Hearing the words, “you are under arrest,” can be a scary thing to go through. This is especially true if you have not done anything wrong. In the state of New York, you can be arrested if the police feel they have enough cause to believe you committed a crime. However, if you have been placed under arrest, you have the right to counsel and you will want to know what the process entails.
personal Search and Seizure
When you are being arrested, the first thing the police will do is search you and your property. This could be your car or your home. While they have to have consent to search your property, they are allowed to search you without your consent. This is to ensure their protection. They will do a pat down to make sure you do not have any weapons that will possibly cause them harm. After you are searched, you will be placed into a patrol car and taken to the precinct for the next step.
The processing is a very important step in the arrest process, and one you want to pay attention to. This is when you will have all of the property on you seized and cataloged. You will get a voucher for everything you had on you and it is either kept in a locker or it is logged into evidence. The evidence is what they can and will use against you in the investigation. However, the items logged and kept in a locker, you will get back after you are released.
Following the processing of your belongings, you will have your information gathered, mug shot and fingerprints taken, and then you will be taken into a room for questioning. You will have your rights read to you. These are known as your Miranda Rights and if they are not read, anything you say cannot be used as evidence against you. In addition, this is your chance to say you want a lawyer present before you speak. The questioning will immediately stop until your counsel arrives.
If you have not contacted counsel, you will want it for the arraignment process. This is when the case actually begins. You will get to hear the full charges against you and enter a plea of guilty or not guilty. Whether you are held at the jail or allowed to go home before appearing for arraignment is up to the police, and it is generally made based on past offenses and the crimes charged against you. Once you have entered a plea, the judge will then determine what the bail should be or if you should be released on your own recognizance. This decision is not made by the judge alone, the defense attorney and the prosecution will speak on what they feel is appropriate and why. However, if you have been charged of a felony, you will not actually enter a plea. You will attend a bail hearing and then wait for the Grand Jury. If you cannot make the bail, then the Grand Jury must receive evidence within a week. If they fail to present the evidence in time, you will be released, but this does not mean that the charges are dropped.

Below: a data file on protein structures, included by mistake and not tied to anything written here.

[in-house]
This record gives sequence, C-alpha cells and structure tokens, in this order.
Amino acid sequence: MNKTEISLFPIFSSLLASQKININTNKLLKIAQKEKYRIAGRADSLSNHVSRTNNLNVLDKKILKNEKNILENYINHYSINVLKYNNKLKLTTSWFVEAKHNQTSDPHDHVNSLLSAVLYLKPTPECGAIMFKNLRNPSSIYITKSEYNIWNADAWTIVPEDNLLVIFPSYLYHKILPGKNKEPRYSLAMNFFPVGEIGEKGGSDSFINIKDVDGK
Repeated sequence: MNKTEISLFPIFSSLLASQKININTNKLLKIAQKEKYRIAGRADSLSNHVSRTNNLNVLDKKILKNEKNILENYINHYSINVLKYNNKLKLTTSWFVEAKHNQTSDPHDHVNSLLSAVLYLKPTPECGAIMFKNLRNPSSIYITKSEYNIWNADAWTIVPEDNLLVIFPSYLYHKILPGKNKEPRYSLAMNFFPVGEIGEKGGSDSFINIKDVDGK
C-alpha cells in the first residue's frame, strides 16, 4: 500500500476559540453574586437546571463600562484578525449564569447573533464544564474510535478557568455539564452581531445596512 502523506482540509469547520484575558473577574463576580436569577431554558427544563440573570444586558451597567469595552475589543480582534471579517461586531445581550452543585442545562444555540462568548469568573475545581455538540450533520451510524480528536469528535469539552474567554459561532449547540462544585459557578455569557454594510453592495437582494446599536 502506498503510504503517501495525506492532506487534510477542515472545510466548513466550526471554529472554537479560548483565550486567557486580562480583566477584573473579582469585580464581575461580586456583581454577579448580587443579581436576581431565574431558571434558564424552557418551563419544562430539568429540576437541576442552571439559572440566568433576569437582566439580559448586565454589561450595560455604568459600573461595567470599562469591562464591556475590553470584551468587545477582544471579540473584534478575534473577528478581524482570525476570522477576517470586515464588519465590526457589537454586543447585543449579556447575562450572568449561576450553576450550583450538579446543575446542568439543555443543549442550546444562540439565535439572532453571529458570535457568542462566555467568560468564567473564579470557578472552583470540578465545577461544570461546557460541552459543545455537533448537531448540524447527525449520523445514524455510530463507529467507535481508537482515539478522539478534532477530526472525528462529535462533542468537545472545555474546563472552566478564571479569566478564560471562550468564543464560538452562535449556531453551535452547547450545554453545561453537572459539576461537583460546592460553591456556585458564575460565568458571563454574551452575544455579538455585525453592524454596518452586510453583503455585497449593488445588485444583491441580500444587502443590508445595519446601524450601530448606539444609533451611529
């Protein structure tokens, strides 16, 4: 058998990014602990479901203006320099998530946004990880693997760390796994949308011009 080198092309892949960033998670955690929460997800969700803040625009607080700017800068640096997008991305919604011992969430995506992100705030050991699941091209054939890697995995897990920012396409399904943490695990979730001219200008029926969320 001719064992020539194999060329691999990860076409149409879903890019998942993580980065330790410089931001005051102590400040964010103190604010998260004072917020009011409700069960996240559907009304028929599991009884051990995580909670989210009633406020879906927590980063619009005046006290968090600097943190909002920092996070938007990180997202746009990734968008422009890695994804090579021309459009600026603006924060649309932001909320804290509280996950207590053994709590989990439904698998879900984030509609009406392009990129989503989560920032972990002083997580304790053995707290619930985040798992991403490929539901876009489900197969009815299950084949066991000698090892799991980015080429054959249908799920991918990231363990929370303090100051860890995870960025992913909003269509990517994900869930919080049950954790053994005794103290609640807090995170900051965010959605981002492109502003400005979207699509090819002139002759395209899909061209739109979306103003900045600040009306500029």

Delay of Process
This entire process can be delayed based on your behavior and actions. While you are entitled to a speedy trial, if you withhold evidence or give incorrect information to the police during the processing. You also will need to realize that you are going to be held in jail with several other people all committed of crimes that are of varying degrees of severity. Therefore, if you did not commit the crime, it is best to do what is required so the entire process goes as smoothly and quickly as possible.
It is best to request a lawyer at the first opportunity you are given, so you have someone speaking for you through the majority of the process. The defense attorney will explain to you in detail what the process will entail, and how they can help you keep your rights maintained. They will also be the person you can rely on to keep your family informed on what is going on and what to expect. The process is complicated, but an attorney will help it move along efficiently and you will understand everything that is going on.
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